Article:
Her most successful book was called, believe it or not—Fifteen-Cent Dinners for Workingmen’s Families—and she gave away an edition of 50,000 copies. It was even reprinted in a daily newspaper. The menus she included were wholesome with easily available ingredients. The book suggested meals such as rice and milk for breakfast and corned beef and cabbage for dinner. It included tips for choosing meat and vegetables at the market. Many readers were delighted with the ideas and thanked Corson profusely, but, as always, not everyone was pleased. Some union leaders objected to the book’s distribution on the grounds that if the bosses thought workers could feed their families so cheaply, there was no need to raise wages. It seems as though you can’t win when you give advice about what people should eat.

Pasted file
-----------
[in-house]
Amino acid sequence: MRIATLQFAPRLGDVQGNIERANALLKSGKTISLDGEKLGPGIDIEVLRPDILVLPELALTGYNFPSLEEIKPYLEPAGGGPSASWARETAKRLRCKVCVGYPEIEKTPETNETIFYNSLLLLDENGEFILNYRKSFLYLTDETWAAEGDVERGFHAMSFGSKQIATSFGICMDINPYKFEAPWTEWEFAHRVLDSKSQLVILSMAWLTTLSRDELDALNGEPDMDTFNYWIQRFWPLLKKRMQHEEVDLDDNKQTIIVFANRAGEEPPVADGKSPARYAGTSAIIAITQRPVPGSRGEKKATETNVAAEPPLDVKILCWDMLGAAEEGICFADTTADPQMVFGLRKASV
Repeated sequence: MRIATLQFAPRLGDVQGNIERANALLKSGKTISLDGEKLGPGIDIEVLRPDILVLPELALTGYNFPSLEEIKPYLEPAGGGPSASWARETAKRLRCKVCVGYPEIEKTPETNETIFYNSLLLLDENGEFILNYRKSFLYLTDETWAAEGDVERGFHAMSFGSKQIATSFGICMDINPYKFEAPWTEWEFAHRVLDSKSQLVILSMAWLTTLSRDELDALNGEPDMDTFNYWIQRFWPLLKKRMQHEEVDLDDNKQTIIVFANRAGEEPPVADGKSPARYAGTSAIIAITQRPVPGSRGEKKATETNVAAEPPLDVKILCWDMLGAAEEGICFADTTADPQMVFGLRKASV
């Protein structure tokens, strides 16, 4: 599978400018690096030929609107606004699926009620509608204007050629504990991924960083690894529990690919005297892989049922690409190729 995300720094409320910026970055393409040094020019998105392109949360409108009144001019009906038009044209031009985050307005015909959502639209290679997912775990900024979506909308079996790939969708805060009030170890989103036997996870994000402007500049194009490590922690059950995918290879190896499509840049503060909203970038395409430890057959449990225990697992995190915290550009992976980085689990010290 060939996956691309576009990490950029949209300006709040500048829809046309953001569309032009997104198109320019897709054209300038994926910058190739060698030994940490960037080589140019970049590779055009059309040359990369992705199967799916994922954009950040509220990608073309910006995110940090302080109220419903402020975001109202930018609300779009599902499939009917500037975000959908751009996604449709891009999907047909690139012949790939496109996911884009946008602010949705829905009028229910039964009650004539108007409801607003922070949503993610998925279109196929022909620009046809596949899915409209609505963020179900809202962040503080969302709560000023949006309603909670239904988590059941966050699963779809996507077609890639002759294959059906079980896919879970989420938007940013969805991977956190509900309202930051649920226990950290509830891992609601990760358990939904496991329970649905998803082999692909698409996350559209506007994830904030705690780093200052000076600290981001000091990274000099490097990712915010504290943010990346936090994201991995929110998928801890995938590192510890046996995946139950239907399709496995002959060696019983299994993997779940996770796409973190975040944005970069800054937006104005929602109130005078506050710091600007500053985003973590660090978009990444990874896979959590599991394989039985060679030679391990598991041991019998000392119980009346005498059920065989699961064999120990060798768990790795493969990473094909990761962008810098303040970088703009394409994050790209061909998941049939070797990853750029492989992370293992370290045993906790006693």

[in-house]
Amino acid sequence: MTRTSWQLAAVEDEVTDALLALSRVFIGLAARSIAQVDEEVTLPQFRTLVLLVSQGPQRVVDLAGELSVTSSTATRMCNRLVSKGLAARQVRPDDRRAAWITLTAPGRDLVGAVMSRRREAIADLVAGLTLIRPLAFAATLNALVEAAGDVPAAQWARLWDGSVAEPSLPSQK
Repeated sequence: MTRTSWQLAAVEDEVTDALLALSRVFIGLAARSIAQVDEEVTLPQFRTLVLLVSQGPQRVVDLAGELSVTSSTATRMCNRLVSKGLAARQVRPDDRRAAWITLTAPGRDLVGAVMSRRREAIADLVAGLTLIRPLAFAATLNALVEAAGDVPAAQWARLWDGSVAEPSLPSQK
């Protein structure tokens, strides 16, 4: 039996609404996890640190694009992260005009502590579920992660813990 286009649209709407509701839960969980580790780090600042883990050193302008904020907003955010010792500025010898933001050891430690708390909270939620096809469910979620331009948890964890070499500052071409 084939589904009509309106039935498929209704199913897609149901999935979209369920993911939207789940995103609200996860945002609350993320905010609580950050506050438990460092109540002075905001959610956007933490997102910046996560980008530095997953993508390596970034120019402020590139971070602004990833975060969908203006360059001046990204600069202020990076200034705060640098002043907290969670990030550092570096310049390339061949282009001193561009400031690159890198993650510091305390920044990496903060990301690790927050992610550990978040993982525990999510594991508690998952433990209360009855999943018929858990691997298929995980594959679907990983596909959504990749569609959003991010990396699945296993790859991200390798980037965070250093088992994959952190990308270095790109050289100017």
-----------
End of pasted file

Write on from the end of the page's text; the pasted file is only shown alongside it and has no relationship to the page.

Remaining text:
Food may seem a steady, solid part of our lives, but it has been constantly changing and is still changing as Americans come from more varied backgrounds and cultures. I found much of the information I include here on a fascinating website about food history called Food Timeline. It includes articles and references to the food used by native Americans,  how food has been served and eaten through the centuries, and how it was distributed in various specific places like Ellis Island and on military bases.

What will you have for lunch?